Relationship status: it’s complicated. This is how many brands currently feel about the introduction of GDPR and how it will affect their CRM. Relationships between brands and consumers, just like those between two people, are dynamic and need constant attention to satisfy both parties.
From May 2018, the way many marketers collect data and communicate must drastically change. With this in mind, businesses are inevitably concerned about the current strength of their connections with customers.
Our recent research on brand relationships among 2,500 UK-based consumers pointed out that one in seven people will not share any personal data with brands after GDPR. This is a significant change compared to a previous poll we conducted in 2016, when one in ten customers confirmed they wouldn’t be willing to share their information. If this trend continues, there will be a risk of the proportion stacking up to a fifth of all consumers by 2019. This would shift the relationship status for many brands from ‘it’s complicated’ to ‘single’.
The new formula for happily ever after
Brands need a new formula for successful relationships. I believe this comes down to: reassuring nervous consumers; recognising the customer now calls the shots in the value exchange; making brand communications truly relevant; and reframing the communication so customers understand and act on messages. Below, I explore each of the “four Rs” in more detail.
Reassure nervous consumers
Our survey found 70 per cent of respondents feel they’re not in control of how their data is used. To combat this anxiety, brands must demonstrate transparency from the start e.g. when customers register for email updates or newsletters. Making sure that you’re speaking to them in their own language, and explaining the value exchange after they part with personal information, can make the thought of entering your marketing funnel less daunting.
“Actions speak louder than words” and “first impressions count” might be relationship clichés, but getting off on the right foot will certainly set the tone for a fruitful, long-standing relationship.
Recognise who calls the shots
Most people understand that signing up for marketing communications will result in them regularly receiving information from brands. However, the balance of power has shifted towards customers, who are now more selective in terms of brands they want to engage and share data with. For example, people could receive up to 500 emails around Black Friday and Cyber Monday, but might only choose to engage with the most relevant few.
This “$300m button” story is a prime example of how one simple user experience change increased a $25bn e-commerce brand’s sales by 45 per cent. The web designers recognised customers were deterred from registering because the process was unclear. Simply removing compulsory registration resulted in this huge boost in sign-ups and purchases.
Brands would do well to avoid falling into the short-termist trap of driving sign-ups to hit sales targets, but this isn’t always effective in meaningful relationships and repeat purchase.
Relevance builds effective communications
Banging the relevance drum is no new trick for marketers. In a post-GDPR world, however, using data to pinpoint the right customers with compelling communications will only grow in importance. Our research revealed 70 per cent of respondents like receiving tailored offers based on past purchases, and twice as many people prefer tailored communications to non-tailored.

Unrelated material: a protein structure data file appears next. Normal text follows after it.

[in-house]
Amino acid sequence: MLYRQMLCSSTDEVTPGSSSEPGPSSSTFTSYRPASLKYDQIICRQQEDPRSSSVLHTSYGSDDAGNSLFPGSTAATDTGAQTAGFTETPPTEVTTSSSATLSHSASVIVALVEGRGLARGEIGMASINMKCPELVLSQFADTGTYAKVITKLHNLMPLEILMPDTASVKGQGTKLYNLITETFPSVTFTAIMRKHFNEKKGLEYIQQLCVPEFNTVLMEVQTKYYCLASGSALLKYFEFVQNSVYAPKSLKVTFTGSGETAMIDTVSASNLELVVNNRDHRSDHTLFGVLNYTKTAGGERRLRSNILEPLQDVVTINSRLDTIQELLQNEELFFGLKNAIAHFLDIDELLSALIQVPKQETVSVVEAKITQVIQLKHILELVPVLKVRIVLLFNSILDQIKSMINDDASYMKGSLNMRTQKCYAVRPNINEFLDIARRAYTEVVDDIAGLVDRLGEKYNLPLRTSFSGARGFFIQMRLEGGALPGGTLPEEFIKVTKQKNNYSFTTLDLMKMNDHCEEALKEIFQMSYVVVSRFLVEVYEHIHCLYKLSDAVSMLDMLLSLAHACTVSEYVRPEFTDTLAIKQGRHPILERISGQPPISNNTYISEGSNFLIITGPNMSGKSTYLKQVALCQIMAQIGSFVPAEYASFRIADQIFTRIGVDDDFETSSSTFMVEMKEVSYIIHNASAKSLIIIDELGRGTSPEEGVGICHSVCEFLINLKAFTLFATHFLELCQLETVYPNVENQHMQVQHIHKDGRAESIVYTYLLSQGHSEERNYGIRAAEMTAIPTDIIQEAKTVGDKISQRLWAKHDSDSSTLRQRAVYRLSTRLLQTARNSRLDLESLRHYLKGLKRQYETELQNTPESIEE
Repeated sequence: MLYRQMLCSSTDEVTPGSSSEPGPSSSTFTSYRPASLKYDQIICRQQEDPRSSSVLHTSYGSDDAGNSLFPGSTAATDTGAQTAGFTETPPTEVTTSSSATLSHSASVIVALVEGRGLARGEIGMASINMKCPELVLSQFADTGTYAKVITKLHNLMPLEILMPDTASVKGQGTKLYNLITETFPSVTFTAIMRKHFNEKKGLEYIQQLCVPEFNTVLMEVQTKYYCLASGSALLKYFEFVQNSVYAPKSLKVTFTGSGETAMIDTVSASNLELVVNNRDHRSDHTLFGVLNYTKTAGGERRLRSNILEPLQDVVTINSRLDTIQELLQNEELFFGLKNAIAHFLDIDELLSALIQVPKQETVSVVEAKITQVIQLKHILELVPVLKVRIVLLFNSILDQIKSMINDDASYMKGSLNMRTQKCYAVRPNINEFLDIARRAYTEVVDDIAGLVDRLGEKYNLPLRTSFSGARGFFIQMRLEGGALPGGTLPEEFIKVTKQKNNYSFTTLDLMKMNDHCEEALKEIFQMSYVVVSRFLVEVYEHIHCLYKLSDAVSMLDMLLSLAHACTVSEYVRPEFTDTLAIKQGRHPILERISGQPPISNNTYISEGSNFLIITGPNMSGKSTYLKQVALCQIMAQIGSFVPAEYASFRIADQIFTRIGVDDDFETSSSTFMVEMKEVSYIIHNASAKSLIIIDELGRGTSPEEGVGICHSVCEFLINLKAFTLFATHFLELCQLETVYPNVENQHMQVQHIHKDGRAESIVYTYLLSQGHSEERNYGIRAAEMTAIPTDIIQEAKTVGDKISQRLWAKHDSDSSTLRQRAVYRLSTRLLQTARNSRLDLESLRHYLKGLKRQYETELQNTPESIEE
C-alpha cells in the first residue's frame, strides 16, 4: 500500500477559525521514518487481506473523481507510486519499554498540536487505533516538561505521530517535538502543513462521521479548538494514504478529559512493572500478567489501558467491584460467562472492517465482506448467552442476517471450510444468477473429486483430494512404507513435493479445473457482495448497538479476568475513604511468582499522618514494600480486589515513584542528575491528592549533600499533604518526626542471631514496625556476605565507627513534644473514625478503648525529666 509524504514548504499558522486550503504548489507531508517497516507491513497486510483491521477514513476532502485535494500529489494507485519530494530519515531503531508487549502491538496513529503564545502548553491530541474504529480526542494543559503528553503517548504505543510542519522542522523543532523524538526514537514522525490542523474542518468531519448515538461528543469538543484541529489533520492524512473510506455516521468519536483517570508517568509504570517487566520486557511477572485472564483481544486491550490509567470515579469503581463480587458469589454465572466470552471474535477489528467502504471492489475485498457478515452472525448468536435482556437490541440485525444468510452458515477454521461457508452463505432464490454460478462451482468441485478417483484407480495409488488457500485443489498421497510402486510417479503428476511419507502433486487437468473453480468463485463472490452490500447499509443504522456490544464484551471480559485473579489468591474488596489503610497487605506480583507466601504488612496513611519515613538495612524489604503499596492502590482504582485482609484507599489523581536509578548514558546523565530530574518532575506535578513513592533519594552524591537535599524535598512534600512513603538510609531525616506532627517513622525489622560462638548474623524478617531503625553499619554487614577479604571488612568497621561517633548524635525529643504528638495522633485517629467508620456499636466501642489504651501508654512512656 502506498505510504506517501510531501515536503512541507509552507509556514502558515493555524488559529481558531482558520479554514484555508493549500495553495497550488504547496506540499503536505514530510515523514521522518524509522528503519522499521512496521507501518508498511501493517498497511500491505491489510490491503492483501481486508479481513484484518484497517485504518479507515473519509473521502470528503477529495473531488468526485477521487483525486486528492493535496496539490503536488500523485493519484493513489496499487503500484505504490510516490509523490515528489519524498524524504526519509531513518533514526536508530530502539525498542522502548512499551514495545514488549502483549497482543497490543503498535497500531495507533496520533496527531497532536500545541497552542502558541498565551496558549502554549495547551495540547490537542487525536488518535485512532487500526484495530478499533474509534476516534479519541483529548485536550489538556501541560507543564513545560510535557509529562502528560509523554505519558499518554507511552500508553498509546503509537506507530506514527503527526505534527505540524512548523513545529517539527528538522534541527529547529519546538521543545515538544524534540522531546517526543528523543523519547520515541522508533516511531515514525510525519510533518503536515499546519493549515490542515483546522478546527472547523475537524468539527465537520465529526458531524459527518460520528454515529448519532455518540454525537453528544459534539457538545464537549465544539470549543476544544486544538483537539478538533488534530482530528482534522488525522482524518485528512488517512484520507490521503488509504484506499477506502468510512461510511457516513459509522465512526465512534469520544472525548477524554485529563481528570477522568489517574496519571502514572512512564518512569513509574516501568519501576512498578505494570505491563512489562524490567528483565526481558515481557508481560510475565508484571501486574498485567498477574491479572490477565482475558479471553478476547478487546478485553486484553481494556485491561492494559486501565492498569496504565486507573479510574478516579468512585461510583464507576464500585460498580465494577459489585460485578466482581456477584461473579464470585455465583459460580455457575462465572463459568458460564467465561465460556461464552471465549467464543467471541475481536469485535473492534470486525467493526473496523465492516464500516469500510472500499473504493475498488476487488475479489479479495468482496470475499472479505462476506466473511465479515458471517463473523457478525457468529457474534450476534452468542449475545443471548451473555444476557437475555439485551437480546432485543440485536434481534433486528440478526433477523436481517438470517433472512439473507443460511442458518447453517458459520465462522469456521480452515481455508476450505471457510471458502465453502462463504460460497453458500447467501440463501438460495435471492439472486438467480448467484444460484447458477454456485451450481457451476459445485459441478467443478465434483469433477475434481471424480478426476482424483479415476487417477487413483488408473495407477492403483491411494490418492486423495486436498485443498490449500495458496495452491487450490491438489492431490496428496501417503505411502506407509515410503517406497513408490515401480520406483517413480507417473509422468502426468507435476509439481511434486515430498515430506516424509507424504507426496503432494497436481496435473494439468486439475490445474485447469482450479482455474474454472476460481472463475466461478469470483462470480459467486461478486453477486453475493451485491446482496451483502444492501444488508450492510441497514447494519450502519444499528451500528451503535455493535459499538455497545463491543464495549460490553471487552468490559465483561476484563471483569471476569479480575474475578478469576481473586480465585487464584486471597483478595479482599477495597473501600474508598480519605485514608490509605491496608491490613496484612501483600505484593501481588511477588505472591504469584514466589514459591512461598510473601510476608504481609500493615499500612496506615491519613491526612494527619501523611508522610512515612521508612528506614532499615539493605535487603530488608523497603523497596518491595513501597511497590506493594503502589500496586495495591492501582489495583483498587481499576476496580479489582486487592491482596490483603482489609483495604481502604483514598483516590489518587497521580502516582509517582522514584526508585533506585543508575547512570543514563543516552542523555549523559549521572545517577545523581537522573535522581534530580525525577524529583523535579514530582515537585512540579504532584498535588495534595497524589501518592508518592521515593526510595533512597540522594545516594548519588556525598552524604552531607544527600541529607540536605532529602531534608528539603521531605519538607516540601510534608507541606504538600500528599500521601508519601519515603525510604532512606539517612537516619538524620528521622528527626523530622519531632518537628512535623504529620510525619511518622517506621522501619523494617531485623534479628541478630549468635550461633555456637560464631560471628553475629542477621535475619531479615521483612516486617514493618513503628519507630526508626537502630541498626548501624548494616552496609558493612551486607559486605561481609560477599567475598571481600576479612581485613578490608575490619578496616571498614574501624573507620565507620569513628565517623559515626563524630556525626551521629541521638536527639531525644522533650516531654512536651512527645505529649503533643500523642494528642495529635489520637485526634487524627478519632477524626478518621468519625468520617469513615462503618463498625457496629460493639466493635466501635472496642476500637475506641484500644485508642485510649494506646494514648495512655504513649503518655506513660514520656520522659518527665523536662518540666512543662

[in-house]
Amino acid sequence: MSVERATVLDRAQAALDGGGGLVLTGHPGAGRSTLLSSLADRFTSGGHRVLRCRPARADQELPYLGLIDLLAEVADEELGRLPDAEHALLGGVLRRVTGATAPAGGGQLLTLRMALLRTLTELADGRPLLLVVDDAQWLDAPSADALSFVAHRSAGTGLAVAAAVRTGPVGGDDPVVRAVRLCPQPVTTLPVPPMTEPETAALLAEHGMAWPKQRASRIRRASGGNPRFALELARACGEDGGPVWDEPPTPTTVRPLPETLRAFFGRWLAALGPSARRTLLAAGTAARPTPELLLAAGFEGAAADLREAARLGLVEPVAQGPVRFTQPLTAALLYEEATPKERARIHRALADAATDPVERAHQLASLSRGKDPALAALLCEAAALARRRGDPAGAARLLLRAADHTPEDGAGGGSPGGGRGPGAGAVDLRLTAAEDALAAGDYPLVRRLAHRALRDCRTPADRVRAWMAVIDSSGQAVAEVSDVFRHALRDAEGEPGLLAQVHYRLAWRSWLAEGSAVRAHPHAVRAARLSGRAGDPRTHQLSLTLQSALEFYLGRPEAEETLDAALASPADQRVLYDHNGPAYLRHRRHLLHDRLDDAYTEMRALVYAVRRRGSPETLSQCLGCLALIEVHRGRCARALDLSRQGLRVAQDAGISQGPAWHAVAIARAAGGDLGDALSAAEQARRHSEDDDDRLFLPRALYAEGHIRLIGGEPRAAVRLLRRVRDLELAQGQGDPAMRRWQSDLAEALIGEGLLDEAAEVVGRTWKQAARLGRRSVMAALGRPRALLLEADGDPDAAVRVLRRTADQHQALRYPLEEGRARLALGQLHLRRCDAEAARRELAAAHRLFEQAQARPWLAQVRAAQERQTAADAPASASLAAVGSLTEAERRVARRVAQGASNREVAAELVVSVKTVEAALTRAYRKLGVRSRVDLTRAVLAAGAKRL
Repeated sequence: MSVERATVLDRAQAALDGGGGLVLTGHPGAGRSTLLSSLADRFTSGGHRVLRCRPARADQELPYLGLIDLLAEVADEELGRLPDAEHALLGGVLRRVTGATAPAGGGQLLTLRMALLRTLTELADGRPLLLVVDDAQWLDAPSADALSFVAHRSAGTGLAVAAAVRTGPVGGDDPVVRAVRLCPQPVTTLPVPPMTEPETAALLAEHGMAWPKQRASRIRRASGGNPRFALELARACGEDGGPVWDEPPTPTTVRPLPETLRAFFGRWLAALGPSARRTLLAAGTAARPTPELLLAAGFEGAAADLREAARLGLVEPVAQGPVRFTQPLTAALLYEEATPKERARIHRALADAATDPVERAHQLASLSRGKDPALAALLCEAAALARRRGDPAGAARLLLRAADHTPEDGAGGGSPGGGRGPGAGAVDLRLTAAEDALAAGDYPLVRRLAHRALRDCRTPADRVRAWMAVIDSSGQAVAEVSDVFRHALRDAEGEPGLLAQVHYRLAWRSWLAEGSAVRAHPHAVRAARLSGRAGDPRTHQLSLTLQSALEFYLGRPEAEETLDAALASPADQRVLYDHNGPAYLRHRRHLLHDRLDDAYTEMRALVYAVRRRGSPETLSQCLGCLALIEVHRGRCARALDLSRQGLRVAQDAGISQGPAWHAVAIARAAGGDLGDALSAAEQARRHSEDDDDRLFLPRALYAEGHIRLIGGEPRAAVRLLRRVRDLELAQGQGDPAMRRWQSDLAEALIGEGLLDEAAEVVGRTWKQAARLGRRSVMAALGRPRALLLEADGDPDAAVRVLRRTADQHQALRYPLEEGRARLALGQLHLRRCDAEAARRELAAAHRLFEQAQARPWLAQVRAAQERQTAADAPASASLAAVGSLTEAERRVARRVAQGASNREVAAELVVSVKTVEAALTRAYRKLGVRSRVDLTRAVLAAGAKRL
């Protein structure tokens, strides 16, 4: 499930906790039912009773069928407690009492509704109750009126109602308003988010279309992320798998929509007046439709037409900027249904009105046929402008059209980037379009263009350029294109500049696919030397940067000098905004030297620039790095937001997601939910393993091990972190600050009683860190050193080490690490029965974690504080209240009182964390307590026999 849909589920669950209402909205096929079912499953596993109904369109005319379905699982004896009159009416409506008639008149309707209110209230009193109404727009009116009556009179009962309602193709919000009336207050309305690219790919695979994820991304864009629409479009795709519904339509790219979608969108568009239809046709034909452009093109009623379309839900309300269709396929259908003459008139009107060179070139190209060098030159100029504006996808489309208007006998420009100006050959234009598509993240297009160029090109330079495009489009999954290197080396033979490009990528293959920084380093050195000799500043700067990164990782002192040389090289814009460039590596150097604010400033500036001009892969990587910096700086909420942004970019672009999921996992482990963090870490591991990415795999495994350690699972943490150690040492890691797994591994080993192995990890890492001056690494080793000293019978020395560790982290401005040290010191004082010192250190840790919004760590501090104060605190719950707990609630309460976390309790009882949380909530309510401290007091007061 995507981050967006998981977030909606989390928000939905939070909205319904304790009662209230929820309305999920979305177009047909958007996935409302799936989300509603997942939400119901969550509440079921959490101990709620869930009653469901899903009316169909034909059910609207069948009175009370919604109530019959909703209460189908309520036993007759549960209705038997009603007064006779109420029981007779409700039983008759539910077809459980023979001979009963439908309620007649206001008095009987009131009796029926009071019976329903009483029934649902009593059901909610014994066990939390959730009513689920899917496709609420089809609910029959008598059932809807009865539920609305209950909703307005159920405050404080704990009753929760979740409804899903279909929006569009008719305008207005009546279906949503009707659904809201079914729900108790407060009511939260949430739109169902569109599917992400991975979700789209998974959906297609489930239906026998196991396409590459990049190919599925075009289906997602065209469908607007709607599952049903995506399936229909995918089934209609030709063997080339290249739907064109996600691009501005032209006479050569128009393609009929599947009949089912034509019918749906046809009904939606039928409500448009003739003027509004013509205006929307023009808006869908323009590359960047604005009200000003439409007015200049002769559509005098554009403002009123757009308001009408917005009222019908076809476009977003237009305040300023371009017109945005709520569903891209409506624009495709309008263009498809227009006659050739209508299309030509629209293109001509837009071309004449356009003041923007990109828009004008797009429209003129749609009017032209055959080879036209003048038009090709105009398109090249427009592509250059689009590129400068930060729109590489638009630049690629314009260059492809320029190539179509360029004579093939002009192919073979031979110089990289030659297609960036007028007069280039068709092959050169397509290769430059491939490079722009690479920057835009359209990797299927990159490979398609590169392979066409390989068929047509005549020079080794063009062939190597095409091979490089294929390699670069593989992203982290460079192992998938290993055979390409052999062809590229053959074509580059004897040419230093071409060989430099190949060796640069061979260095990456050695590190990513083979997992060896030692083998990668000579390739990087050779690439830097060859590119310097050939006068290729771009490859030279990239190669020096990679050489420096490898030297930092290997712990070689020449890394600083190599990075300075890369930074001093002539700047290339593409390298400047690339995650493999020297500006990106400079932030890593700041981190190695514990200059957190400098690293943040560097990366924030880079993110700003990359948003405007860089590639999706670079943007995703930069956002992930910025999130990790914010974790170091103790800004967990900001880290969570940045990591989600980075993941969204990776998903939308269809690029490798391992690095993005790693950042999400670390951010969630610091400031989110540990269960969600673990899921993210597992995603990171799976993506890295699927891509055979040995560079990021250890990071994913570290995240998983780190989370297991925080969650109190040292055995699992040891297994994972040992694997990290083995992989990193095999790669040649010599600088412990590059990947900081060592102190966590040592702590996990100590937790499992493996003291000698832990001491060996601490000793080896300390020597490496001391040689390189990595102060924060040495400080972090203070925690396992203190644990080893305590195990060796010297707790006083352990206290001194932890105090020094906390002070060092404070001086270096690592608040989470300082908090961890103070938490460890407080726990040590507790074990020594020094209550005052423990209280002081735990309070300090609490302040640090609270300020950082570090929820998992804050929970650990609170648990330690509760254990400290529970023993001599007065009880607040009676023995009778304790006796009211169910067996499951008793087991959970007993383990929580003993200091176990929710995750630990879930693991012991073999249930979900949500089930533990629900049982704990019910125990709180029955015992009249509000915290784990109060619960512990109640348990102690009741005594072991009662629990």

For instance, using data for geo-targeting might not work as well for high-street stores as it does for local businesses. One obvious example is organically grown communities, such as the rise of artisan bakers and brewers in East London. Brands here are physically close to people, so they can react to data they collect and send tailored offers. The result is a balance between the relevance of brand messaging, personalisation and convenience.
Reframe the communication
Meanwhile, marketers need to reframe their communications to simplify the process of acting on messages for customers. Emailing too frequently, and cramming too much information into one message, tends to hinder response. Communicating a consistent killer message is critical to remaining relevant. Time, as well as manner, can be highly relevant, too. Failure to understand individual customer journeys can leave brands shouting into the void.
Channel knowledge – understanding what the consumer wants and expects in each marketing medium – is also key. For example, above-the-line and digital out of home executions should boost brand awareness, whereas email and direct mail contribute to it, but are best used for calls to action.
Email is still a preferred channel for direct brand communication according to our research, with 67 per cent of customers favouring it over direct mail, social media, text messaging, phone calls or mobile apps. Customers are becoming more protective of their data, but when they want to hear from a brand, they will engage. It’s then a case of understanding them and talking to them at the right time, via the right channel, in the right manner.
The relationship between brands and customers is changing in the light of GDPR, but this presents a huge chance to change CRM for the better. Customers are becoming more anxious about their personal data, so we have the chance to reassure them by being transparent. They call the shots in the value exchange, thus reframing communications and serving them in a relevant and convenient manner is crucial.
It’s a formula will lead to more refined, trusted and meaningful marketing and, potentially, a relationship that remains happy ever after.
By Joshua Hull, Principal Planner, Amaze One
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